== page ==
downsizing the military, reversing the endemic warlord mentality that exists in some
of the provincial administrations, and so on.
An international tribunal will end up being a significant distraction that will require
an enormous amount of the Prime Minister's time and energy. Cambodia needs to move
Hun Sen is correct in insisting that the whole truth be brought out.
Full, not partial, accountability is the mandate. The scope of any inquiry must be
broadened to include everyone who supported the KR, the US policy of carpet bombing
- which drove many to join the KR, the UN's stance in supporting and recognizing
the KR - even after learning of the atrocities, and so on.
Trials are unlikely to permit this sort of comprehensive inquiry, by dismissing this
sort of evidence (which no doubt will be used by the defense to the consternation
of the "human rights" advocates), as being "beyond the scope",
"irrelevant", "more prejudicial than probative", etc.
A truth commission is more equipped to deal with the attendant problems that will
arise with any inquiry into the past.
The National Assembly could adopt a modified version of the South African model.
The "Cambodian Truth Commission" should include the input, support and
assistance of the international community in order to ensure not only funding, but
also credible and identifiable standards.
President Mandela and Archbishop Tutu no doubt would offer their assistance in the
creation of a commission.
The inquiry should be unqualified and the scope all-inclusive. Legislation could
be passed mandating anyone subpoenaed be granted immunity in order to appear before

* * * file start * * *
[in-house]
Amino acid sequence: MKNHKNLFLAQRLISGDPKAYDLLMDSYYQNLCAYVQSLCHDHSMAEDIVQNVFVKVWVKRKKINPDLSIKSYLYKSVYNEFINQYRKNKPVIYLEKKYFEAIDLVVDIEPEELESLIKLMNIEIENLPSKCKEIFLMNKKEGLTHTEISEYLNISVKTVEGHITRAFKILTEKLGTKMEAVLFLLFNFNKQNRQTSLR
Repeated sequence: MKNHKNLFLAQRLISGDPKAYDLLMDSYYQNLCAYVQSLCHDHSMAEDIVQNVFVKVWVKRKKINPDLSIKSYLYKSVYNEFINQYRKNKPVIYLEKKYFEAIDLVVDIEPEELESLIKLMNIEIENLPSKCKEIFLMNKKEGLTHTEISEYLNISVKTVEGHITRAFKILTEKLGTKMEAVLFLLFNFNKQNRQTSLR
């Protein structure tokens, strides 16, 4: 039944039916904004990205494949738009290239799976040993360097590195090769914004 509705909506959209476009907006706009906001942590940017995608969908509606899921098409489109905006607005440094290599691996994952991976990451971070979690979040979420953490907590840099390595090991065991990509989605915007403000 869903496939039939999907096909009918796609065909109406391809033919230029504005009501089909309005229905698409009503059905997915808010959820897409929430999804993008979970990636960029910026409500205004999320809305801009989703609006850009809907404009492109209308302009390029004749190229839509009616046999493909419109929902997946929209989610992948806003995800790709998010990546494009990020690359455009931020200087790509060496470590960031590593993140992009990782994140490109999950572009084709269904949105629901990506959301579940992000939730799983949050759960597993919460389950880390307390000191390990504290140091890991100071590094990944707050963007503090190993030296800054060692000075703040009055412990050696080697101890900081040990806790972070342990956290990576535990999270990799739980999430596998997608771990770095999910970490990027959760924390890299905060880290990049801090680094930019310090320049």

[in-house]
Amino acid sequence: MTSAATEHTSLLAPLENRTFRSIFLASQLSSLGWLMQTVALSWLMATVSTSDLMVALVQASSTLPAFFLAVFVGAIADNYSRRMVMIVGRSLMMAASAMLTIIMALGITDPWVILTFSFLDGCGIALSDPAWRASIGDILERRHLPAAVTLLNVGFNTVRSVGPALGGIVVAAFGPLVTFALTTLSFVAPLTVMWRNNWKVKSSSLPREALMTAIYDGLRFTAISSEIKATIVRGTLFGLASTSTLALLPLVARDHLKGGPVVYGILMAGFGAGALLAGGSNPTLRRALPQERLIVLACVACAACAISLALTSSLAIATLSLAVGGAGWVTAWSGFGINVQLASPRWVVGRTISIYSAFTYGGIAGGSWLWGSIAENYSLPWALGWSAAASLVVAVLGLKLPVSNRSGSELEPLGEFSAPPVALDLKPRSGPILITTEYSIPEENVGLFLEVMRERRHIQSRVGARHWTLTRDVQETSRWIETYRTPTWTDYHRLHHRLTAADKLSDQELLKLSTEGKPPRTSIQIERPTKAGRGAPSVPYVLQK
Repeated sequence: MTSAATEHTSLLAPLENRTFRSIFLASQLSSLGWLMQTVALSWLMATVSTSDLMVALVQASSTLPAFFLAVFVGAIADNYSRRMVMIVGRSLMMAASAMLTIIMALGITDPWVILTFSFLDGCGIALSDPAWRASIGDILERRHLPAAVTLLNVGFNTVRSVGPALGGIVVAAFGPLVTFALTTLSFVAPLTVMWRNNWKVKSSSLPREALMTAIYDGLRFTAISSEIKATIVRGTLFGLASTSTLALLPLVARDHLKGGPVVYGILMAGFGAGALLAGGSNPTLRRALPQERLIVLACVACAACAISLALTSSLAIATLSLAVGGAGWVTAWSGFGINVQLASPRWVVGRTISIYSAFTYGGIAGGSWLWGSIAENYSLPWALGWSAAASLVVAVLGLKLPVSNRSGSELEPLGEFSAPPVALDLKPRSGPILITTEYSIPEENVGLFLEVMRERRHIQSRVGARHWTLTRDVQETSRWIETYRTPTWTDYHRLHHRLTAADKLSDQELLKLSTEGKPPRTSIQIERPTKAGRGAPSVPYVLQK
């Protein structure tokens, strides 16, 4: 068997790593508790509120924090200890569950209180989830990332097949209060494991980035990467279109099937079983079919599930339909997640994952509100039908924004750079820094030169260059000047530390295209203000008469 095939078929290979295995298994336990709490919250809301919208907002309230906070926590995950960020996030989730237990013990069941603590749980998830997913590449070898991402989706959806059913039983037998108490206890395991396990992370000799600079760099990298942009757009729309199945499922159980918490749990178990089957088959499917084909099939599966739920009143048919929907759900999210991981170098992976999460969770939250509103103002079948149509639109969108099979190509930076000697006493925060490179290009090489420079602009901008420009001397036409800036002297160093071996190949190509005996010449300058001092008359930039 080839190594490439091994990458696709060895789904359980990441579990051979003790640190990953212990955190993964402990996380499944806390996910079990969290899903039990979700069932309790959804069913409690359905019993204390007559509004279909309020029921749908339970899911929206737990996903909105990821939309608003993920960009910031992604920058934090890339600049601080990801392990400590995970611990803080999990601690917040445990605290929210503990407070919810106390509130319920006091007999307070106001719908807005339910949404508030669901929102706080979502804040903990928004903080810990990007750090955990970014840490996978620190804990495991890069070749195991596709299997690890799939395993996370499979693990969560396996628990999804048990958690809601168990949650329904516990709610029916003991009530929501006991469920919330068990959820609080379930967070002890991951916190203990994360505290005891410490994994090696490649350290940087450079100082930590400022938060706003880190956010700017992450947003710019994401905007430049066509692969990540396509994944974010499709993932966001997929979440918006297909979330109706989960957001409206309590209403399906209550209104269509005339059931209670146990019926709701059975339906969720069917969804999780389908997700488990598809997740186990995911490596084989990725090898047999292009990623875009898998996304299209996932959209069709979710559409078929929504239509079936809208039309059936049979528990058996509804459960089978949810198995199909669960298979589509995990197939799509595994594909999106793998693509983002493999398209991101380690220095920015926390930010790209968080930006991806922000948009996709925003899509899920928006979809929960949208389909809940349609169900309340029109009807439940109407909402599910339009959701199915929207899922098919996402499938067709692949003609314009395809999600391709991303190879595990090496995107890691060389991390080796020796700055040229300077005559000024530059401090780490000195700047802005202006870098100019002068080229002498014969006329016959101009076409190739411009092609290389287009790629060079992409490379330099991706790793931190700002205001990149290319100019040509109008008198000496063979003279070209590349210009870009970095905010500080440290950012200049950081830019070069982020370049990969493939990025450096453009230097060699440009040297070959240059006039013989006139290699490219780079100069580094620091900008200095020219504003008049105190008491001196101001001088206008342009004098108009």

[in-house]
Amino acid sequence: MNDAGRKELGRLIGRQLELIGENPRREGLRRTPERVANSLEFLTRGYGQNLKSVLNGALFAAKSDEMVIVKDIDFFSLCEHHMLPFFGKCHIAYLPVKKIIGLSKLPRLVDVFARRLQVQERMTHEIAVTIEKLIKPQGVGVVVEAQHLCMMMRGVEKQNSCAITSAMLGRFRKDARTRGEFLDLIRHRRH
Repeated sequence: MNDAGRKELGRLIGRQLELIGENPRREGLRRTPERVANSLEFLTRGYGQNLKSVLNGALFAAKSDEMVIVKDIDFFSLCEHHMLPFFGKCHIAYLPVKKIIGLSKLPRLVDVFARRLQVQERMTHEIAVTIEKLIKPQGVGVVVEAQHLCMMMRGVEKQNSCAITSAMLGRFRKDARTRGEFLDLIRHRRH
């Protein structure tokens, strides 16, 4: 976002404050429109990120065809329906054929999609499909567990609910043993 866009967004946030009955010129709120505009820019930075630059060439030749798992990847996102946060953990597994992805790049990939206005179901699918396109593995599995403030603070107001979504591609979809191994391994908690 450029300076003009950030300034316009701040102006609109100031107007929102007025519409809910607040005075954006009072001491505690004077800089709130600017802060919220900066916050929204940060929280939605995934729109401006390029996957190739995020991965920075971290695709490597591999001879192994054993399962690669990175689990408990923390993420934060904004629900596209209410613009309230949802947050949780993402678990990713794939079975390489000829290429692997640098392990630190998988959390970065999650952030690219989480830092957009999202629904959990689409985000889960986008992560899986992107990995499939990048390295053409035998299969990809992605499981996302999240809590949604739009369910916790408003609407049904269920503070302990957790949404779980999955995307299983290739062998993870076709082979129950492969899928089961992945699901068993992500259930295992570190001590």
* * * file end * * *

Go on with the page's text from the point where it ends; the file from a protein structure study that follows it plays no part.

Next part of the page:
the commission and offer truthful testimony.
Failure to appear or testify truthfully would be a crime punishable by imprisonment
and perhaps criminal prosecution for any alleged crimes having been committed during
the period in question - if the evidence warrants such action.
A panel of experts, historians, academicians, from many disciplines, would be invited
to add to the debate.
International funding would be sought to expedite the tedious process of interpreting
and analyzing all available documents. The UN and the various countries responsible
for supporting the KR would be asked to participate - though queried to what extent
they would cooperate in exposing their past sins. The stated objective of the Truth
Commission would be to get to the truth - finally.
In addition to the Truth Commission, Cambodia must: continue the long process of
instituting structural reforms; erect monuments and museums memorializing the inhumanities
of the KR regime; and institute a legal awareness educational program at the grass
roots level that would focus on changing behavior through empowerment with knowledge
of the civil, political and legal rights that all Cambodians enjoy, including the
This multifaceted approach to justice would allow for accountability without retribution
and rehabilitation/reconciliation through awareness.
Bringing human rights violators to justice is the quintessential form of ending the
culture of impunity that has existed for so long in Cambodia.
Unfortunately, to pursue "justice" through an international tribunal is
more likely to polarize than heal the Cambodian society.
Pursuing the "truth" can, however, be done in a manner that does not jeopardize
national reconciliation and peace.
This quest is possible through a truth commission that will, hopefully, with precise
identification of individual guilt based on documented evidence and fair hearings,
replace collective responsibility and expose all the responsible parties, governments
and institutions that have thus far escaped accountability.
- - - - - - - - - - - -
Michael G. Karnavas has been a practicing criminal defense lawyer
for 17 years. In 1994 he helped train the Cambodian Defenders in trial advocacy skills
and from 1995-1996 he worked for the Cambodian Court Training Project of the International
Human Rights Group where he traveled throughout Cambodia training judges and prosecutors.
He spent several months at The Hague, Arusha, Tanzania and Kigali, Rwanda observing
and researching the International Criminal tribunals for the former Yugoslavia and
Rwanda. He was briefly involved in representing Jean Paul Akayesu and appeared on
his behalf before the International Criminal Tribunal for Rwanda.